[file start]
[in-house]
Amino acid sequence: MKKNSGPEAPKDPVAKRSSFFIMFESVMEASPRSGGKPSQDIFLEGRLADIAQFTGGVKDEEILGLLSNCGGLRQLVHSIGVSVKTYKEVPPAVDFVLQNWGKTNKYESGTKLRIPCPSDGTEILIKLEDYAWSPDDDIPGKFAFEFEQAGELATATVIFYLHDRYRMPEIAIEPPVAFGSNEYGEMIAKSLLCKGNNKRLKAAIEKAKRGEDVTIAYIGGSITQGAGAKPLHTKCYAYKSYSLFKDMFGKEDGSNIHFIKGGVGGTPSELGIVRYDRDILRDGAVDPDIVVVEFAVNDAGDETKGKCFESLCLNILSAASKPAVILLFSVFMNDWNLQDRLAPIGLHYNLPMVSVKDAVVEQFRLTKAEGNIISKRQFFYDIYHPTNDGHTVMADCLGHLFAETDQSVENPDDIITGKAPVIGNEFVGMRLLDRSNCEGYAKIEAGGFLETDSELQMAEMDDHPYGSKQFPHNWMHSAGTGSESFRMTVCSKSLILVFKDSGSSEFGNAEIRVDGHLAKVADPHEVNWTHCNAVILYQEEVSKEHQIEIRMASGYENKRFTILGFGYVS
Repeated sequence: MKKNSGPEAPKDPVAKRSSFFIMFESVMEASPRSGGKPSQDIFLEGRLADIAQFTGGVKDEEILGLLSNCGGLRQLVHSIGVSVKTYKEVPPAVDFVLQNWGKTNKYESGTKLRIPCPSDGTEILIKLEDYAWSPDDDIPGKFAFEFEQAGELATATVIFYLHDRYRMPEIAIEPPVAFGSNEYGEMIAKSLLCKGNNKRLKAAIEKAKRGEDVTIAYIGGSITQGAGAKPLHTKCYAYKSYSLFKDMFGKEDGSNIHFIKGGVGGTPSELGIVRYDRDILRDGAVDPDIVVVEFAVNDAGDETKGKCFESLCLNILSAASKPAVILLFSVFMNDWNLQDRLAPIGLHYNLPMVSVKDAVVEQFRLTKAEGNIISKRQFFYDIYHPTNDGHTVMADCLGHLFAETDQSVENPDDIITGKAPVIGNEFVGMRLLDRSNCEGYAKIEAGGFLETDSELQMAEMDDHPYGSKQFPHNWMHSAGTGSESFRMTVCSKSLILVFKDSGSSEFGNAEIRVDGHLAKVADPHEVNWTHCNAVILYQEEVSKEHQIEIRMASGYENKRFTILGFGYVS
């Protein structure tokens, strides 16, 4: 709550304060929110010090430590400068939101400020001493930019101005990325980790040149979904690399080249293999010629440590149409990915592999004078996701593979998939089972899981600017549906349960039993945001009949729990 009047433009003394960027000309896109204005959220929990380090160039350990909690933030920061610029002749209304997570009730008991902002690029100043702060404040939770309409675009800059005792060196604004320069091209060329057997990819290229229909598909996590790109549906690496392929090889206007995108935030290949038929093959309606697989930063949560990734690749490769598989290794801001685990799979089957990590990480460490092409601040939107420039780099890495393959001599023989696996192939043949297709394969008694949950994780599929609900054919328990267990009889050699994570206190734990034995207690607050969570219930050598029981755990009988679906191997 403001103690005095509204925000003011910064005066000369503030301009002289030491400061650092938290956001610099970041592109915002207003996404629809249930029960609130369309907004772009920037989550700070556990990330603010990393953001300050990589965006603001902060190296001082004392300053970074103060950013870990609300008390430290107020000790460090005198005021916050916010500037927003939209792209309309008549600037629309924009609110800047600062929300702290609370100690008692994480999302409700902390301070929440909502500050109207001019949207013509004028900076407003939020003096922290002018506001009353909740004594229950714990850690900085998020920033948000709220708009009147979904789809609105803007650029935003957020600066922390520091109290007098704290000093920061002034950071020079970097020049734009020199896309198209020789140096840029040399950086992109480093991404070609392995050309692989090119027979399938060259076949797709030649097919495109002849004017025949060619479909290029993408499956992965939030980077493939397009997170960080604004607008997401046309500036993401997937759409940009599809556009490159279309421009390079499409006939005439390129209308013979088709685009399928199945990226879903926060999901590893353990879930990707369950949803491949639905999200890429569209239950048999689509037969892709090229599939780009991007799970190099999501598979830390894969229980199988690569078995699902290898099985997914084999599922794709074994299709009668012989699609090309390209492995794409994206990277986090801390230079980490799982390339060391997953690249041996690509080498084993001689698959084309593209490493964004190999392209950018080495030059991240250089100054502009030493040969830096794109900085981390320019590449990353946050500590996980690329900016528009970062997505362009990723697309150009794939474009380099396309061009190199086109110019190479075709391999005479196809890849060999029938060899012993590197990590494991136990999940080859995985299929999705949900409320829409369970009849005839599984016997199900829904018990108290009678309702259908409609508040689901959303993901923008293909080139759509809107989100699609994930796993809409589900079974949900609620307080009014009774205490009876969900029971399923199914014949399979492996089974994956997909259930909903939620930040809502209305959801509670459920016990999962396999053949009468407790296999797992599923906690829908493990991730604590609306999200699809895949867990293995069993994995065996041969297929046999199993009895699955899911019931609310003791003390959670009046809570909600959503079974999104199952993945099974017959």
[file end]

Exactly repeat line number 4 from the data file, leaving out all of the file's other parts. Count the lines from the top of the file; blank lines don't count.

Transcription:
């Protein structure tokens, strides 16, 4: 709550304060929110010090430590400068939101400020001493930019101005990325980790040149979904690399080249293999010629440590149409990915592999004078996701593979998939089972899981600017549906349960039993945001009949729990 009047433009003394960027000309896109204005959220929990380090160039350990909690933030920061610029002749209304997570009730008991902002690029100043702060404040939770309409675009800059005792060196604004320069091209060329057997990819290229229909598909996590790109549906690496392929090889206007995108935030290949038929093959309606697989930063949560990734690749490769598989290794801001685990799979089957990590990480460490092409601040939107420039780099890495393959001599023989696996192939043949297709394969008694949950994780599929609900054919328990267990009889050699994570206190734990034995207690607050969570219930050598029981755990009988679906191997 403001103690005095509204925000003011910064005066000369503030301009002289030491400061650092938290956001610099970041592109915002207003996404629809249930029960609130369309907004772009920037989550700070556990990330603010990393953001300050990589965006603001902060190296001082004392300053970074103060950013870990609300008390430290107020000790460090005198005021916050916010500037927003939209792209309309008549600037629309924009609110800047600062929300702290609370100690008692994480999302409700902390301070929440909502500050109207001019949207013509004028900076407003939020003096922290002018506001009353909740004594229950714990850690900085998020920033948000709220708009009147979904789809609105803007650029935003957020600066922390520091109290007098704290000093920061002034950071020079970097020049734009020199896309198209020789140096840029040399950086992109480093991404070609392995050309692989090119027979399938060259076949797709030649097919495109002849004017025949060619479909290029993408499956992965939030980077493939397009997170960080604004607008997401046309500036993401997937759409940009599809556009490159279309421009390079499409006939005439390129209308013979088709685009399928199945990226879903926060999901590893353990879930990707369950949803491949639905999200890429569209239950048999689509037969892709090229599939780009991007799970190099999501598979830390894969229980199988690569078995699902290898099985997914084999599922794709074994299709009668012989699609090309390209492995794409994206990277986090801390230079980490799982390339060391997953690249041996690509080498084993001689698959084309593209490493964004190999392209950018080495030059991240250089100054502009030493040969830096794109900085981390320019590449990353946050500590996980690329900016528009970062997505362009990723697309150009794939474009380099396309061009190199086109110019190479075709391999005479196809890849060999029938060899012993590197990590494991136990999940080859995985299929999705949900409320829409369970009849005839599984016997199900829904018990108290009678309702259908409609508040689901959303993901923008293909080139759509809107989100699609994930796993809409589900079974949900609620307080009014009774205490009876969900029971399923199914014949399979492996089974994956997909259930909903939620930040809502209305959801509670459920016990999962396999053949009468407790296999797992599923906690829908493990991730604590609306999200699809895949867990293995069993994995065996041969297929046999199993009895699955899911019931609310003791003390959670009046809570909600959503079974999104199952993945099974017959």